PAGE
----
There was also a moment when Carl raised his shot glass and made a toast towards the audience portraying the party-like antics that the rock scene is heavily known for. Carl wanted the audience to be invested in what Fish On had to offer while also sending the message of having a good time and partying it up with fellow fans of rock music. His performance as a frontman was beyond comprehension. His personality portrayed the craziness and eccentric attitude found in many of rock’s most inventive and innovative frontmen. Carl’s innovations as a frontman wasn’t the only highlight of that night as the other members of the band helped to create the atmosphere and intention needed for Carl’s personality. The attitude Carl displayed matched perfectly with the overall feel and mood of every song while inviting audience members to gather around and be a part of the experience. Each song was louder and energetic than the next creating a setting that disregarded the standard of simply sitting at one’s table and watching the band. They wanted people to be up and close to the action and this was accomplished as their set continued on into the night as people happily, some even drunkenly were into the bands creative outlook and musical interpretation . 


Through the band’s performance of “Miss You” Carl’s personality instantly matched that of Rolling Stones frontman, Mick Jagger, as his facial expression along with intricate dance moves signified Jagger’s style and attentiveness. Baker and Slim’s guitar work featured solos and riffs with heavy, distorted characteristics that incited energy and excitement. Crede’s basslines created an even flow of rhythm that perfectly correlated with the structure of the intense sound that was being projected. Myer’s use of the saxophone implemented the historical sounds of jazz and added a diversification of sound and style as the band used this element as a force of vibrant intricacy rather than soothing conformity. Jewel’s use of drums provided an even flow of timing with the starting and ending points of each song allowing the band to stay functional as a whole unit of musical expertise rather than individual conceitedness. 


 All these elements served in the creation of a jaw-dropping, enthralling performance that displayed the hardcore nature and emotion of rock and roll. As the band rolled on into their lively performance, so did the interaction with the crowd. As their sound echoed from the venue’s outside speaker through Nashville, more and more people entered the venue. There was even a moment where one of the audience members portrayed his own version of Lynyrd Skynyrd’s “Simple Man” on stage and jammed out with the band. The guy was a friend of the band who openly accepted the invitation to come onto the stage and be a part of the band. This is the kind of audience investment we need to see with more bands as simple minded people like you and me can be a part of the real experience onstage generating an even greater connection with the music and the one’s playing it. It was amazing to see how an ordinary individual coils have such a talented gift and the opportunity to share that gift onstage is in my opinion one of the greatest feelings one can’t even comprehend even if its for a locally centered artist such as Fish On. This guys performance presented an unique and diverse way to interact with audiences and to allow the members to take control by relaying their love and passion for music creating a feeling as though you are a part of something and being integrated into the music even further.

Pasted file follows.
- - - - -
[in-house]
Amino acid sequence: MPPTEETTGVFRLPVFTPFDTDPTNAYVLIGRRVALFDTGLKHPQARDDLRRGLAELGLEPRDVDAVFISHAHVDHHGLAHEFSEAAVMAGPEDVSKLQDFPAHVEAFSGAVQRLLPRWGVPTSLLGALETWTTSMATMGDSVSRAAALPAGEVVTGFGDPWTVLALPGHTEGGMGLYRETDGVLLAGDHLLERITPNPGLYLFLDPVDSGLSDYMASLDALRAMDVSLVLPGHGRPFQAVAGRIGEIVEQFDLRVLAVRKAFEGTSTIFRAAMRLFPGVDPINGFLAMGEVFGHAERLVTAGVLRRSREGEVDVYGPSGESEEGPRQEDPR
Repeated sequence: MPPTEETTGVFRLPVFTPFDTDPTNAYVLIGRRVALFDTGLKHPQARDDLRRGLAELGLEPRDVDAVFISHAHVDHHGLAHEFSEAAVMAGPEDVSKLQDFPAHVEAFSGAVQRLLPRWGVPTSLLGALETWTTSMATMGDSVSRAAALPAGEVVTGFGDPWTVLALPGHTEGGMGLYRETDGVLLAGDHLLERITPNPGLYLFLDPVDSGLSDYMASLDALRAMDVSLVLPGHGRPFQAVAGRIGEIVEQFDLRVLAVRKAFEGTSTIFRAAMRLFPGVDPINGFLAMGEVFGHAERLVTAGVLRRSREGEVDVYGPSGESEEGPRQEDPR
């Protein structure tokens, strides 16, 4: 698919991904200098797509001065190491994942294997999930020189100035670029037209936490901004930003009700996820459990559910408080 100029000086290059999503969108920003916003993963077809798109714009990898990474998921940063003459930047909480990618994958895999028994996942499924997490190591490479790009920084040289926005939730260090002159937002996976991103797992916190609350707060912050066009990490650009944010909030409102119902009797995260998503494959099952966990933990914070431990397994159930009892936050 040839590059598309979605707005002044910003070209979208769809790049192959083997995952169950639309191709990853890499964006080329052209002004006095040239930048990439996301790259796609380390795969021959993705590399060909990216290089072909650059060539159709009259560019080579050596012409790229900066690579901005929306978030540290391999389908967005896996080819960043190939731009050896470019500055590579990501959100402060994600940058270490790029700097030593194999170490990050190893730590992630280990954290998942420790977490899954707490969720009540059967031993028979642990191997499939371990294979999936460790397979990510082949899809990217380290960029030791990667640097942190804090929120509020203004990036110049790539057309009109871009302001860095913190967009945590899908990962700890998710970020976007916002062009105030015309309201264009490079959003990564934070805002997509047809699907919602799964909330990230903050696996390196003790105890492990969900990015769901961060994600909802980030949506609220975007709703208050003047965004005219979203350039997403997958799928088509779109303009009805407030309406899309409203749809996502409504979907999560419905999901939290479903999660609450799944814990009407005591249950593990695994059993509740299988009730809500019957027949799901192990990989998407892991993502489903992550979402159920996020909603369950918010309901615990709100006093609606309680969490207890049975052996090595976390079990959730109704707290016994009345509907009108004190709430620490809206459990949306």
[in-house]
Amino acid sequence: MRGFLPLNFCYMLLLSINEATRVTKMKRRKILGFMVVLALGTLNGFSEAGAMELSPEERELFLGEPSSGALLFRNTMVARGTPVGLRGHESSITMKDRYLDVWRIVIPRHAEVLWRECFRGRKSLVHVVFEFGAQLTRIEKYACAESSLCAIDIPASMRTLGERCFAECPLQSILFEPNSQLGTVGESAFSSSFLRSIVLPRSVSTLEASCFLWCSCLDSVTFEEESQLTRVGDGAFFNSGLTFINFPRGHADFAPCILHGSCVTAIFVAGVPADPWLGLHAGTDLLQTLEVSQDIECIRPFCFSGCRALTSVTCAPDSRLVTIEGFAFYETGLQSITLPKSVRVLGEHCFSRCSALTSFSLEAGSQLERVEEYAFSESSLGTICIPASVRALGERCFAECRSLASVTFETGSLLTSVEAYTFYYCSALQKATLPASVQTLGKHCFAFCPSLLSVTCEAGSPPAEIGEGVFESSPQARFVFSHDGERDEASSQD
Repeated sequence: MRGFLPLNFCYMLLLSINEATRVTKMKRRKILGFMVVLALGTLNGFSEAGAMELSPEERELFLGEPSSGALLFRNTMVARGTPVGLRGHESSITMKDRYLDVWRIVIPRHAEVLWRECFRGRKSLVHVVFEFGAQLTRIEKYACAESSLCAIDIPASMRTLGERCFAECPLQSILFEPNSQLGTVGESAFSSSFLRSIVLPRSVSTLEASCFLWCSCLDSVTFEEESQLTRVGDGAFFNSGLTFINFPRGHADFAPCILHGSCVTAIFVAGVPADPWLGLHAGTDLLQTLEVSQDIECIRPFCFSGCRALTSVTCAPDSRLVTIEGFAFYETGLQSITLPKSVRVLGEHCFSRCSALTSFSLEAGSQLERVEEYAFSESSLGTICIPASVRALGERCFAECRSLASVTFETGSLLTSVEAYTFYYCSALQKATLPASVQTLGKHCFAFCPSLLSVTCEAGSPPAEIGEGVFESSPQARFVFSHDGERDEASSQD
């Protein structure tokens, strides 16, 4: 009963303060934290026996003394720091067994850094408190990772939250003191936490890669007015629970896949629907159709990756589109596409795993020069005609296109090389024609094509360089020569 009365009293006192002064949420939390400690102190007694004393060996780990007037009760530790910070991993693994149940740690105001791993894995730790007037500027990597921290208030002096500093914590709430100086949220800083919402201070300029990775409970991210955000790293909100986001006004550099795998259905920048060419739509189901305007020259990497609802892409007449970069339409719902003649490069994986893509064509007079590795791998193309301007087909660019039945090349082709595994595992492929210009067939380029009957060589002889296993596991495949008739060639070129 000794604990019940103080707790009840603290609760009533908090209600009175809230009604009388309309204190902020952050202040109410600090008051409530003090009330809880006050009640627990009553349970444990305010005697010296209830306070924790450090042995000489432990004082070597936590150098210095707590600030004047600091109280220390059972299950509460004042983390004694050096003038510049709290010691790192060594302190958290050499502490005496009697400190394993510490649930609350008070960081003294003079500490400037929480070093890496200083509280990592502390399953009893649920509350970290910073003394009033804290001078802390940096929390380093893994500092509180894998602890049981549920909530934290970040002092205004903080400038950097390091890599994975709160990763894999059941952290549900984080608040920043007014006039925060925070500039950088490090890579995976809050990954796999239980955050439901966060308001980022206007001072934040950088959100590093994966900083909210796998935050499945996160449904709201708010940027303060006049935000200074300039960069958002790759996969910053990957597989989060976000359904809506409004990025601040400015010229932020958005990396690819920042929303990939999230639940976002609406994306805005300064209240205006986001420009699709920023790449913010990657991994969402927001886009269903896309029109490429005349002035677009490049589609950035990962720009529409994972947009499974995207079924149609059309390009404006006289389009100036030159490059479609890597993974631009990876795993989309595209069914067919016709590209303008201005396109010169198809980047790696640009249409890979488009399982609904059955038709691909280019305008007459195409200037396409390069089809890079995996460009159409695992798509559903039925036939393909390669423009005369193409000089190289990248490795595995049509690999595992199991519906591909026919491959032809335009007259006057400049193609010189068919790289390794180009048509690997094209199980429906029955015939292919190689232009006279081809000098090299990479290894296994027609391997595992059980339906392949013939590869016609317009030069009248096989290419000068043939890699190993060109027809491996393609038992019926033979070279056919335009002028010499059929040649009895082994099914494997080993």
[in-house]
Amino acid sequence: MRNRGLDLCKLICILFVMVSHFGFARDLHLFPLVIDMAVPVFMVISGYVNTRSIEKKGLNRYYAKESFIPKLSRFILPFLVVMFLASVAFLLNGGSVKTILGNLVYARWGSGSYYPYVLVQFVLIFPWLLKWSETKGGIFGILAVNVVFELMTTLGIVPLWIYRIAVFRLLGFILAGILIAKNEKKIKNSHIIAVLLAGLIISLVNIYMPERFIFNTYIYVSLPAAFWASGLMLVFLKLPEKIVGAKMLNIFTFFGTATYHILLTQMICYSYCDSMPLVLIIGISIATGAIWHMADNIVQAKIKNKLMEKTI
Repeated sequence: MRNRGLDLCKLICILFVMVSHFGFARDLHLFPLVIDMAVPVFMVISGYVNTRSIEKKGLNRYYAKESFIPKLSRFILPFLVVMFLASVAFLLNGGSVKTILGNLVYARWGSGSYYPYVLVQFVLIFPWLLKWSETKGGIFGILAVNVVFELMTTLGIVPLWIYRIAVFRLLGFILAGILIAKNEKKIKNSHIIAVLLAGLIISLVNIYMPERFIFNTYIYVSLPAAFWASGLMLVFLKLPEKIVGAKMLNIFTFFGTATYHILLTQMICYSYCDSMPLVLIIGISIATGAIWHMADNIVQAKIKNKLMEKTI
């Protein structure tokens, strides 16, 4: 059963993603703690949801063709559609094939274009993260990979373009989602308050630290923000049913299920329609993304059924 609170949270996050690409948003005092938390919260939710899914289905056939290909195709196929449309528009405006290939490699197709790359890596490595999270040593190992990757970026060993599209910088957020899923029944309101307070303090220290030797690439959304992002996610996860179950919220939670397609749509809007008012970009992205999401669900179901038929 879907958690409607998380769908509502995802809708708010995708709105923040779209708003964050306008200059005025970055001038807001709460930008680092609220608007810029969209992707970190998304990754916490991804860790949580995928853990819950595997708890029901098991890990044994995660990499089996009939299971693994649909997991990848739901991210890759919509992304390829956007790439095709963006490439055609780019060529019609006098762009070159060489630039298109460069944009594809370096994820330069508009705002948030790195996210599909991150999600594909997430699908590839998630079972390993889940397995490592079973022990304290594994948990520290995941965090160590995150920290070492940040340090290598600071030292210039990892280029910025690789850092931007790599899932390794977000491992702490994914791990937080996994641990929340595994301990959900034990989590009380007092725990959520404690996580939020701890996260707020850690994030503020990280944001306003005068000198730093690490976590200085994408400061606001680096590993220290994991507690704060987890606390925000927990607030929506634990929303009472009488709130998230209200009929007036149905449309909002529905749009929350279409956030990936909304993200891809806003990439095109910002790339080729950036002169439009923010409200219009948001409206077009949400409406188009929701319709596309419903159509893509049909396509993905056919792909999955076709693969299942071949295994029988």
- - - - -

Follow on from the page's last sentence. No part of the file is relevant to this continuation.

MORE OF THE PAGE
Never before had I heard such an extensive and emotionally driven performance of that song by an everyday individual whose vocal performance was spellbinding and outright beautiful. It’s amazing to see the talent fellow fans can offer using their own musical talent in a city full of possibility and opportunity making Nashville a truly accepting and diverse area allowing one’s inner musical ability to shine onstage.


“Fish On’s” performance placed me into a whole other world of musical investment as I witnessed the combination of two genres of music that acted as a powerful force of euphoria and fascination. The band’s unique perspective of the music they were playing was exposed with each and every lyric, riff, note and harmony, resulting in an innovative and inventive sound that I find to be destined for greatness. 

Pictures and captures of the concert can be found at the links below: